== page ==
58 AF-2 compared with Nikon
Let’s have a look now at the specs of the big speedlight from Nikon. Again, both SB-900 and 58 AF-2 are powerful units with a comparable guide number of 34 / 35 at the 35mm wide angle setting and 56 / 58 at maximum zoom – the Metz is even a tad stronger as can be seen from the data, although that’s not by a lot.
They do also both function as master flash (not 100% sure about the master functionality (or lack thereof) in HSS mode for the Nikon version, I have the Canon version here only). Both can be used as wireless slave in Nikon’s advanced wireless system AWL also.
The light sensor of the SB-900 has shown exceptional range in the Speedlights.net tests (with a maximum range of 46 meters) and it’s yet to be proven that Metz can compete – but maybe it does (Metz has installed the sensor in a better location than on the precursor “AF-1″); I just have not tested it yet.
Advantage 58 AF-2 vs SB-900
2nd reflector and 1/256 speak for the 58 AF-2; but that’s about it when it comes to advantages for the Metz – apart from the non-issue with thermal cutoff or “fat flash foot” grievances with early SB-900′s.
Things are a bit different when you shoot analog film; in that case the SB-900 won’t work with your cam (except F6); only Metz flashes are backwards compatible with old Nikon bodies from before 2004 (first gen digital SLR models and all analog camera bodies except the aforementioned Nikon F6).
But for the users of modern cameras the SB-900 has a pretty long list of arguments on its side: faster recycling, triple beam AF assist, wider zoom range, more direct keys e.g. for wireless mode, PC sync, adjustable illumination patterns, automatic color filter detection, full 360 degree swivel, and more standard accessories (including a higher quality soft case).
Metz 58 AF-2 Alternatives
Alternatives to the 58 AF-2 include the SB-900 and SB-800 from Nikon, or the 580EX and 580EX II from Canon, depending on which camp you’re in. Due to the fact that the face-lift was minor you might also find the Metz 58 AF-1 a good choice at a lower price point.
You find even more pro flash alternatives at Sigma (EF-610 DG Super or the precursor EF-530 DG Super) and Nissin (Di866 Mark II or the precursor Di866 which can be seen in the center of the above picture).
58 AF-2 Highlights
What it’s not
Compatible Camera Bodies
The following table gives an overview of camera compatibility in the Canon and Nikon systems. If in doubt visit the flash compatibility page at Metz.de.
|Canon compatibility||Nikon compatibility|
|The 58 AF-2 can be used with all digital SLR cameras from Canon in ETTL mode for first gen camera bodies and ETTL(II) with the current models. Depending on your camera you might need to update the firmware of the flash (T3i users had to do this, for example). Thanks to the built-in USB port it’s something you can easily do at home so no need to send it in or go to a store.
The wireless E-TTL slave feature requires an EOS body with built-in commander flash such as the Canon 600D or the Canon 7D, an external speedlite commander Canon ST-E2 or the Yongnuo ST-E2 clone, or another digital TTL speedlite with master mode.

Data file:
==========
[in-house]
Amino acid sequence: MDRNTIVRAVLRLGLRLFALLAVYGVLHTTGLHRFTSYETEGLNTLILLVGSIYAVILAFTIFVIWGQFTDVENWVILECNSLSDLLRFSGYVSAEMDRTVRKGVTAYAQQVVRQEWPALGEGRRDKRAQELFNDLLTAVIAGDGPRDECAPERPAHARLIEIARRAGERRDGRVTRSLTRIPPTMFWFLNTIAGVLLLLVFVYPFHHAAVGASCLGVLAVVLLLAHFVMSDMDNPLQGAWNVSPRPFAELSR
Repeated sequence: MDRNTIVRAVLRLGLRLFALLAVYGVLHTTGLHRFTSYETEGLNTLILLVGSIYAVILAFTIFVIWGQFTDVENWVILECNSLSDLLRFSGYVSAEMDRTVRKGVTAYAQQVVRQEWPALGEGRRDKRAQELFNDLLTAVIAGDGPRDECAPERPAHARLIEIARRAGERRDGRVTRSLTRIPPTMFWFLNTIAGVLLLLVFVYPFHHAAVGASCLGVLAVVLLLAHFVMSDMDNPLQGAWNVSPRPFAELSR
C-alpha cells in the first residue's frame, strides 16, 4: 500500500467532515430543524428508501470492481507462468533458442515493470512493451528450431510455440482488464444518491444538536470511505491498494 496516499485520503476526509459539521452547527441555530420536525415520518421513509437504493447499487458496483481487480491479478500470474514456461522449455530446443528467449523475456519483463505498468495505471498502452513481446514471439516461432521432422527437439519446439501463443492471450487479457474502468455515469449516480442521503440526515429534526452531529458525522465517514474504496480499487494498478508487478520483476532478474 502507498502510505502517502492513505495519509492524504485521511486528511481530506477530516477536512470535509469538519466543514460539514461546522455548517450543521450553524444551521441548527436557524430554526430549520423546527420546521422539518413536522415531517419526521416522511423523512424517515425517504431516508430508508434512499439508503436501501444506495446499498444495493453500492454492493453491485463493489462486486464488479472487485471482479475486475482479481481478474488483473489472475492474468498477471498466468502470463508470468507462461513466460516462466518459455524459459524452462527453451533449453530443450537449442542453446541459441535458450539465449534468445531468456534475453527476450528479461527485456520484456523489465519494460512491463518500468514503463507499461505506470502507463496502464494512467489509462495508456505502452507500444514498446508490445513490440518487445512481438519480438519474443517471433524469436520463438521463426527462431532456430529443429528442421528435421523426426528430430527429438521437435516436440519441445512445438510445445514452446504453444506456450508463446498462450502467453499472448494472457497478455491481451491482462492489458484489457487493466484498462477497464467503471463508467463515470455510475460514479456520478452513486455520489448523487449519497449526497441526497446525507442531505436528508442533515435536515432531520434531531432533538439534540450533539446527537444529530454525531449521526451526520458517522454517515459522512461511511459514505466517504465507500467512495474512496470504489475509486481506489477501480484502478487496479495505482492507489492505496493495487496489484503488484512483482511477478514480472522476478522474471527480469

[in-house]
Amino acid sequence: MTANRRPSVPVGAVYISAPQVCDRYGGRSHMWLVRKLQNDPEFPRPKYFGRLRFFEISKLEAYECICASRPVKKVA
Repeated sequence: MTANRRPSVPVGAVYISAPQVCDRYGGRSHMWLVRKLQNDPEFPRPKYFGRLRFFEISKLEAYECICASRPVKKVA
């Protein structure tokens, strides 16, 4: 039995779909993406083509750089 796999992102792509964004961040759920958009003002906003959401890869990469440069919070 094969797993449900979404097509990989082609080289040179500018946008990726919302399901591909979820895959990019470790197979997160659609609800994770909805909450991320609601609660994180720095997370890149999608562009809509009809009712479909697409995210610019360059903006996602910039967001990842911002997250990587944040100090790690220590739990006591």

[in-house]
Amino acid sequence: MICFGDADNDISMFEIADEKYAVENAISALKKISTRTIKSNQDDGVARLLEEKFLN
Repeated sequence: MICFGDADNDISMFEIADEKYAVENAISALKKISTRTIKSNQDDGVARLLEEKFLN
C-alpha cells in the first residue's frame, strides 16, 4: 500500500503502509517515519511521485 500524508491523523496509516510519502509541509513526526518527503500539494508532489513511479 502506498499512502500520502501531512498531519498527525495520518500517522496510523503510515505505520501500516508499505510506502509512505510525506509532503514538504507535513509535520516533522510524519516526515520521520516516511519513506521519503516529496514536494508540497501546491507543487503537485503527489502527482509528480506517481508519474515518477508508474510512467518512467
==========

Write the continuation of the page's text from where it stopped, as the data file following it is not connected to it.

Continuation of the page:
|When it comes to Nikon camera bodies the Metz, with the 3 TTL modes film-base TTL, D-TTL, and the current i-TTL and i-TTL BL, can be used with any DSLR ever made and even film-based camera bodies.
The wireless i-TTL slave feature requires a Nikon “D” body with built-in commander flash such as the D70 / D80 / D90 / D7000 (among others), the external commander SU-800 or another digital TTL speedlite with master mode.
Speedlights.net In-Depth Review
Metz mecablitz 58 AF-2 Tech Specs Table
The tech specs table shows the performance data for the 58 AF-2.
|Model||58 AF-2 digital|
|Guide number spec
(35mm, ISO 100, in meters)
|Guide number test result||?|
|Manual power settings||1/1 – 1/2 – 1/4 – 1/8 – 1/16 – 1/32 – 1/64 – 1/128 – 1/256|
|Flash duration (full power)||1/125|
|Recycle time spec
(at full power)
|5 sec alkaline, 5 sec NiMH|
|Recycle time test result||?|
|Flash foot material, type||metal, standard ISO|
|PC Sync Port||no|
|Other Trigger||wireless TTL slave sensor|
|Trigger Voltage||safe (not tested)|
|Standby Mode||10 min, but can be deactivated|
|Flash Head Features|
|Swivel||-180 to +120 degrees|
|Tilt||-7 to +90 degrees|
|Manual Zoom Head||(12) 24 – 105|
|Auto Zoom||(12) 24 – 105|
|Bounce card / 2nd reflector||yes / yes|
|LCD Display||yes (dot matrix)|
|Batteries Used||4 x AA|
|External Power Source||Power Pack P76|
|D-TTL||yes (Nikon version)|
|i-TTL||yes (Nikon version)|
|CLS Wireless Slave||yes (Nikon version)|
|CLS Wireless Master||yes (Nikon version)|
|E-TTL(II)||yes (Canon version)|
|E-TTL(II) wireless slave||yes (Canon version)|
|E-TTL(II) wireless master||yes (Canon version)|
|Other Flash Modes|
|AF Assist Light||yes (dual beam)|
|Exposure Compensation in TTL Mode on the Flash unit||-3 to +3 EV|
|Rear Curtain Synchronization||yes|
|High Speed Synchronization||yes|
|Sensor Size Detection (DX, FX, etc)||yes|
Where to buy the 58 AF-2 flash from Metz
Check also the prices on eBay where you don’t only find the current 58 AF-2 but also the previous model 58 AF-1 and other flashes.